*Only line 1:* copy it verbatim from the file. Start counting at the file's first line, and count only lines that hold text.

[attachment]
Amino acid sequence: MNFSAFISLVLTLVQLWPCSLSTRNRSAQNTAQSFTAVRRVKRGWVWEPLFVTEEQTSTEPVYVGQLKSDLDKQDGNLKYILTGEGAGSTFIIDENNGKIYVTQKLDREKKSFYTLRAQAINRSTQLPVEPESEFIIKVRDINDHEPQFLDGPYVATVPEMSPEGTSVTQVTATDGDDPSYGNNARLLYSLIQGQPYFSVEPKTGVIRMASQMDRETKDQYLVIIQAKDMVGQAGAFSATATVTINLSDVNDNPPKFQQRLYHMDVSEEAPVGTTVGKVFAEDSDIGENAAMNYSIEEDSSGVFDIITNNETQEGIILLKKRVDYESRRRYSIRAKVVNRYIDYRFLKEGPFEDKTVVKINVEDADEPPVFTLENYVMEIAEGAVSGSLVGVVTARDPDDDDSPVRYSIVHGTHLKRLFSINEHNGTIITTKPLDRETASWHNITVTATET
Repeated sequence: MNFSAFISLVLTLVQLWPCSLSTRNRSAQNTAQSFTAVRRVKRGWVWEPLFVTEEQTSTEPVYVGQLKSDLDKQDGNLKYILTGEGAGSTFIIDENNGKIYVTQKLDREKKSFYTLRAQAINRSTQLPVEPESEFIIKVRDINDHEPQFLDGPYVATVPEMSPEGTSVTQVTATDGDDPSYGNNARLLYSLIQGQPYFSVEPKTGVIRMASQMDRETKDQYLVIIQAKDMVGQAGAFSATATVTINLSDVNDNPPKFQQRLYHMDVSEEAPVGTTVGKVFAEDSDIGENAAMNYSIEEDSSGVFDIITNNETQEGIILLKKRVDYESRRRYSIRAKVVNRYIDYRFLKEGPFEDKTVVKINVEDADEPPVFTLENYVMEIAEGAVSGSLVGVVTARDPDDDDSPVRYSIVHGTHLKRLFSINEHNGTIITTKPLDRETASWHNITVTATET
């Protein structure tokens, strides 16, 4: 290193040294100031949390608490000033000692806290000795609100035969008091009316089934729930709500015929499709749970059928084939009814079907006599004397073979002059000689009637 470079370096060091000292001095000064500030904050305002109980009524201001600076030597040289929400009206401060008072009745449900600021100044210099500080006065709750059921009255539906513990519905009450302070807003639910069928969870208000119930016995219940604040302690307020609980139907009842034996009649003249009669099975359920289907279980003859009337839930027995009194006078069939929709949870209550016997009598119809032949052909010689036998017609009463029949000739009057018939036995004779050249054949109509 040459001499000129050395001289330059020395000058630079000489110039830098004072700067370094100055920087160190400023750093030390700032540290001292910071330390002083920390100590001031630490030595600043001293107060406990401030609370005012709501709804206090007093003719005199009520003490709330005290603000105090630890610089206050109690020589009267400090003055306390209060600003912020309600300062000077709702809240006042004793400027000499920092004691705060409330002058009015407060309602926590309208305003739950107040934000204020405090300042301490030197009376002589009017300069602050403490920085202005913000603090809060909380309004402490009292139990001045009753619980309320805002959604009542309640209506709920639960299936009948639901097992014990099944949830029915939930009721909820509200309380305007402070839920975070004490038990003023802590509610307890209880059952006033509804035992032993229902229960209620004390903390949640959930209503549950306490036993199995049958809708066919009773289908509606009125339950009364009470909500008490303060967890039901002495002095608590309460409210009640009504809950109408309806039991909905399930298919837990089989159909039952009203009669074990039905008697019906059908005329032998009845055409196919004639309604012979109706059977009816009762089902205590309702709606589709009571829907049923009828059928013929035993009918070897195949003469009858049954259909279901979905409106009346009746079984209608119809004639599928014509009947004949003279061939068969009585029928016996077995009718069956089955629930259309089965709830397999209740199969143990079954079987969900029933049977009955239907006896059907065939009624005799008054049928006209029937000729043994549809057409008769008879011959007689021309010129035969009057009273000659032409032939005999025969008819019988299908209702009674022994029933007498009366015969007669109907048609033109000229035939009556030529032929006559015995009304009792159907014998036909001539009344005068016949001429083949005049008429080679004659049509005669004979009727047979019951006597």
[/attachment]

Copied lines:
Amino acid sequence: MNFSAFISLVLTLVQLWPCSLSTRNRSAQNTAQSFTAVRRVKRGWVWEPLFVTEEQTSTEPVYVGQLKSDLDKQDGNLKYILTGEGAGSTFIIDENNGKIYVTQKLDREKKSFYTLRAQAINRSTQLPVEPESEFIIKVRDINDHEPQFLDGPYVATVPEMSPEGTSVTQVTATDGDDPSYGNNARLLYSLIQGQPYFSVEPKTGVIRMASQMDRETKDQYLVIIQAKDMVGQAGAFSATATVTINLSDVNDNPPKFQQRLYHMDVSEEAPVGTTVGKVFAEDSDIGENAAMNYSIEEDSSGVFDIITNNETQEGIILLKKRVDYESRRRYSIRAKVVNRYIDYRFLKEGPFEDKTVVKINVEDADEPPVFTLENYVMEIAEGAVSGSLVGVVTARDPDDDDSPVRYSIVHGTHLKRLFSINEHNGTIITTKPLDRETASWHNITVTATET